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E-cigarettes not entirely safe

As medical oncologists in the Calabasas and Woodland Hills area, Dr Lashkari, Sr Shaye and I are often asked about smoking cessation, especially when a diagnosis of cancer is made. 
Smoking cessation is very important to reduce the risk of cancer. Smoking and smokeless tobacco are related to no less than 15 types of cancer. 

About 70% of smokers want to quit smoking, and about half try to quit each year. However, less than 10% succeed, in part because less than one-third of smokers who try to quit use proven cessation treatments.
Seven FDA-approved medications include five forms of nicotine replacement therapy: the patch, gum, inhaler, nasal spray, and lozenge, as well as two non-NRT medications, bupropion SR (brand name Zyban if used for tobacco cessation and Wellbutrin if used as an antidepressant), and varenicline.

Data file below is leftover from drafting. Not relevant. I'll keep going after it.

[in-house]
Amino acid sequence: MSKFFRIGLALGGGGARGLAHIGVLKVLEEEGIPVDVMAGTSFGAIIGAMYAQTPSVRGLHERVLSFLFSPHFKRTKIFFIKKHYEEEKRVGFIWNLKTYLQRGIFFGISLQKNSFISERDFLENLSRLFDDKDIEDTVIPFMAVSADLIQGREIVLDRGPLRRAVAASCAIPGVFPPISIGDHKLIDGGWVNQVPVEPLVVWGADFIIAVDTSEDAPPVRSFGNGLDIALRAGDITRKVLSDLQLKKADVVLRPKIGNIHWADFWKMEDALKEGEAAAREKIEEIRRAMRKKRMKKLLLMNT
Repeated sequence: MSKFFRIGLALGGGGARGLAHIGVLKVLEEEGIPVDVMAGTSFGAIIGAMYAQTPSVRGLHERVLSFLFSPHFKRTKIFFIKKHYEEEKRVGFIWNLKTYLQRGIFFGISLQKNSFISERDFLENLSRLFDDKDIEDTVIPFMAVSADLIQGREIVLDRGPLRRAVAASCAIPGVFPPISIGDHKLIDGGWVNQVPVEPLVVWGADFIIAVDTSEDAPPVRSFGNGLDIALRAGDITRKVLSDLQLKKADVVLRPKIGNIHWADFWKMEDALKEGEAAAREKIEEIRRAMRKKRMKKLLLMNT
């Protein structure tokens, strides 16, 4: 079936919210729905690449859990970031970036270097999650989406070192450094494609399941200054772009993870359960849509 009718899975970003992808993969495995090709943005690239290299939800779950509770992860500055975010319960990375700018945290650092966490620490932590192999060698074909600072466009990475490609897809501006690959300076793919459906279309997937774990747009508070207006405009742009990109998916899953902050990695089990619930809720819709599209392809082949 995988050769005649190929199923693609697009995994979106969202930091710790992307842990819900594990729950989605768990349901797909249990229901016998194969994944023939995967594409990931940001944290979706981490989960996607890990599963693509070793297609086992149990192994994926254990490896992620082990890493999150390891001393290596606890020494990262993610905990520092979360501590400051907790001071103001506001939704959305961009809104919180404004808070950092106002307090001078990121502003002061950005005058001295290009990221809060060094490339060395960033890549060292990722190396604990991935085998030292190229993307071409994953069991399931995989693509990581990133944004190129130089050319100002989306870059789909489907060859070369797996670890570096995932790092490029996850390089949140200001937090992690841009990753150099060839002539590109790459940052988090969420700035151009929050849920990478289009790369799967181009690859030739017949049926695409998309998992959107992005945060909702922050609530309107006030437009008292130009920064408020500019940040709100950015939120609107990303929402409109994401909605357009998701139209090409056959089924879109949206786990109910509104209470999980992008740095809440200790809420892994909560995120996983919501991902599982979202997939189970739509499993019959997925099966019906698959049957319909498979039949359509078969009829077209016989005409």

More commonly, vaporizers and e-cigarettes have had an increase in popularity, and remains unregulated by the FDA. The liquid that is prepared by vaporizer shows or "vape" stores often contain nicotine, and maybe safer than cigarettes, but long term data is lacking. That said, there was a recent article which was enlightening to other risks. Nicotine is a potent stimulant and can be very harmful in its purest form, which is how it is packaged in vaporizers. Liquid nicotine is absorbed through skin, and so poisoning can occur just by handling the liquid. 

See the link below for this interesting article. Our patients and their families and loved ones have our support in their personal fight against smoking.

Dr. Christopher Ho

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